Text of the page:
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of Johnson's monument, to consent that it should be placed in that cathedral; in which, I know, some of them reluctantly acquiesced. In consequence of the ardour which 'he expressed on this subject, it was thought proper to deposit his body in the crypt of that magnificent church; which indeed had another claim also to the remains of this great Painter, for in the same ground (though the ancient building constructed upon it has given place to another edifice,) was interred,

and pointing with the other to a sarcophagus, on the tablet of which is written

Succedet famâ, vivusque per ora feretur.

65 He wished that St. Paul's should be decorated by Paintings as well as Sculpture, and has enlarged on this subject in his “ Journey to Flanders,” page 341. A scheme of this kind was proposed about the year 1774, and warmly espoused by our Author; but it was prevented from being carried into execution by Dr. Terrick, then Bishop of London. Since that time, monuments, under certain regulations, have been admitted.

66 Sir William Scott, Mr. Burke, Sir Joseph Banks, Mr. Windham, Mr. Metcalf, Mr. Boswell, Mr, Malone..

in the middle of the last century, his great predecessor, Sir Antony Vandyck.

By his last will, which was made on the 5th of November preceding his death, he bequeathed the greater part of his fortune to his niece, Miss Palmer, now Countess of Inchiquin ; ten thousand pounds in the funds to her younger sister, Mrs. Gwatkin, the wife of Robert Lovel Gwatkin, Esq. of Killiow, in the county of Cornwall ; a considerable legacy to his friend, the Right Hon. Edmund Burke, with whom he had lived in great intimacy for more than thirty years; and various memorials to other friends, 67

67 To the Earl of Upper-Ossory, any pieture of his own painting, remaining undisposed of at his death, that his lordship should choose.

To Lord Palmerston, " the second choice."

To Sir Abraham Hume, 'Bart. "the choice of his Claude Lorraines.

To Sir George Beaumont, Bart. his « Sebastian Bour. don,—the Return of the Arc."

To the Duke of Portland, “the Angel Contemplation, --the upper part of the Nativity."

To the brief enumeration that has been given of the various qualities which rendered him at once so distinguished an ornament and so valuable a member of society, it is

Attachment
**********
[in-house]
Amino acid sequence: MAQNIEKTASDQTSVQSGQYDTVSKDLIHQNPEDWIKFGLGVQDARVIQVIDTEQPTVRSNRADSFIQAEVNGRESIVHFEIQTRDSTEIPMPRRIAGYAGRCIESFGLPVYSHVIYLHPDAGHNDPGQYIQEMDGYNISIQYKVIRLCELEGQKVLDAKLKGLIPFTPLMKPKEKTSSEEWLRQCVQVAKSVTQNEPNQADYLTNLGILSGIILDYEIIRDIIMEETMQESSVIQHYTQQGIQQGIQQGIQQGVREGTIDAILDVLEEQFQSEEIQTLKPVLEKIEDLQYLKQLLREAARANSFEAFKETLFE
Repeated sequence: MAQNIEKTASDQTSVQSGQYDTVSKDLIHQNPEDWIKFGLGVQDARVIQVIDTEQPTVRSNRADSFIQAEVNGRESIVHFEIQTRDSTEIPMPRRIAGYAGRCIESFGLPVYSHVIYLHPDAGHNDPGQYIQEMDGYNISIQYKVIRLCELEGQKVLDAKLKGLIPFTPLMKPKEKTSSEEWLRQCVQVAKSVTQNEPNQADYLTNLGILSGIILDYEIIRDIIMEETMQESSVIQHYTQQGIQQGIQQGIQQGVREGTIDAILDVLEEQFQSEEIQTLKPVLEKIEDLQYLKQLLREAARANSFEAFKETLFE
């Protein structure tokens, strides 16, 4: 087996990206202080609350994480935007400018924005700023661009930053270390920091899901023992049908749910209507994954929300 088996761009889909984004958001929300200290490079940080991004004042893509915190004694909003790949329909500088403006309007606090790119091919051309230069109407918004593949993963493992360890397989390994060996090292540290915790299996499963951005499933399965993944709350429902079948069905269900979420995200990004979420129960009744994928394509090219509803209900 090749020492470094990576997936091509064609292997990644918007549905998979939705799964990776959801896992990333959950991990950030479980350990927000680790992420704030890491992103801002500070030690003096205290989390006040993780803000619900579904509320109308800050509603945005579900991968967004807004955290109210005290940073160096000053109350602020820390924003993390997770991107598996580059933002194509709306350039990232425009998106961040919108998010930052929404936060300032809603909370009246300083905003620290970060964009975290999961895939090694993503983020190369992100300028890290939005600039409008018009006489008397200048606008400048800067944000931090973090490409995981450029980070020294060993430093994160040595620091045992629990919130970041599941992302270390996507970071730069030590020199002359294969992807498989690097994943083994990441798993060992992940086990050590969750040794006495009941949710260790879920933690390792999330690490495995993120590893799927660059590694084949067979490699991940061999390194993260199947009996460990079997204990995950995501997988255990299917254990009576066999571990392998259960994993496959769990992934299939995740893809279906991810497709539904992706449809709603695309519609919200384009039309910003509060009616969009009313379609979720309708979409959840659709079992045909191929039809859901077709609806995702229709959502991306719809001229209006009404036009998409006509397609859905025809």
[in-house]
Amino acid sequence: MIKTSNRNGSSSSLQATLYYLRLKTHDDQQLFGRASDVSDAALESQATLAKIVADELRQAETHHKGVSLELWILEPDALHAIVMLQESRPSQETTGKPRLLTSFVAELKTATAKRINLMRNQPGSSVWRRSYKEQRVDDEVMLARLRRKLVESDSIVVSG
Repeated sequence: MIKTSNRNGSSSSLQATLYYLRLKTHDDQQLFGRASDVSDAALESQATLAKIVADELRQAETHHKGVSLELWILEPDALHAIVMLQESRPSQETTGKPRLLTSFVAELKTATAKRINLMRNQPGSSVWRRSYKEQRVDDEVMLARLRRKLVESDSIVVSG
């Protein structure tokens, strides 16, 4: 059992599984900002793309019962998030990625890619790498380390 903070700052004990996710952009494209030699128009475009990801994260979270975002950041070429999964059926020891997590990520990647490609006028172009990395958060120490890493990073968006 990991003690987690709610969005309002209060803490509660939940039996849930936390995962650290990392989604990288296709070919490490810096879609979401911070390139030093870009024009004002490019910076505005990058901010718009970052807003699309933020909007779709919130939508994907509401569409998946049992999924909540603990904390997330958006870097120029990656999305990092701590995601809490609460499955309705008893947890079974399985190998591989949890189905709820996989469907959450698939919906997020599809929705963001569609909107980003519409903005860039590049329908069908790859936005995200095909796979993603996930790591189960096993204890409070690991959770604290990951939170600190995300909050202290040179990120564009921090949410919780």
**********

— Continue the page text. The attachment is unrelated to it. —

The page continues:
To Edmond Malone, Philip Metcalfe, James Boswell, Esqrs. and Sir William Scott, [his Majesty's Advocate General,] £.200 each, to be laid out, if they should think proper, in the purchase of some picture at the sale of his Collection, “to be kept for his sake."

To the Reverend William Mason, "the Miniature of Milton, by Cooper,"

To Richard Burke, junior, Esq. his Cromwell, by Cooper.

To Mrs. Bunbury, “ her son's picture ;" and to Mrs. Gwyn, “ her own picture with a turban.”

To his nephew, William Johnston, Esq. of Calcutta, his watch, &c.

To his old servant, Ralph Kirkley, (who had lived with him twenty-nine years,) one thousand pounds.

Qf this Will, he appointed Mr. Burke, Mr. Metcalfe, and the present writer, Executors.

In March, 1795, his fine Collection of Pictures by the Ancient Masters, was sold by Auction for 10,319), 2s. 6d. ; and in April, 1796, various historical and fancy-pieces of his own painting, together with some unclaimed portraits, were sold for 45051. 18s. His very valuable Collection of Drawings and Prints yet remains to be disposed of

almost needless to add, that the death of this great Painter, and most amiable man, was not less a private loss, than a publick misfortune ; and that however that loss may have been deplored by his numerous friends, by none of them was it more deeply felt, than by him, to whom the office of transmitting to posterity this imperfect memorial of his talents and his virtues has devolved.

Its imperfection however will, I trust, be amply compensated by the following characteristick eulogy, in which the hand of the great master, and the affectionate friend, is so visible, that it is scarcely necessary to inform the reader that it was written by Mr. Burke, not many hours after the melancholy event which it commemorates, had taken place :

“ His illness was long, but borne with a “ mild and cheerful fortitude, without the

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“ least mixture of any thing irritable, or

querulous, agreeably to the placid and

even ténour of his whole life. He had “ from the beginning of his malady, a dis“ tinct view of his dissolution; and he con

templated it with that entire composure,

which nothing but the innocence, integrity, " and usefulness of his life, and an unaffected " submission to the will of Providence, " could bestow. In this situation he had

every consolation from family tenderness, 66 which his own kindness had indeed well

deserved.

“ Sir Joshua Reynolds was, on very many

accounts, one of the most memorable men " of his time. He was the first English

man, who added the praise of the elegant “ arts to the other glories of his country, “ In taste, in grace, in facility, in happy

invention, and in the richness and harmony • of colouring, he was equal to the great “ masters of the renowned ages. In Por

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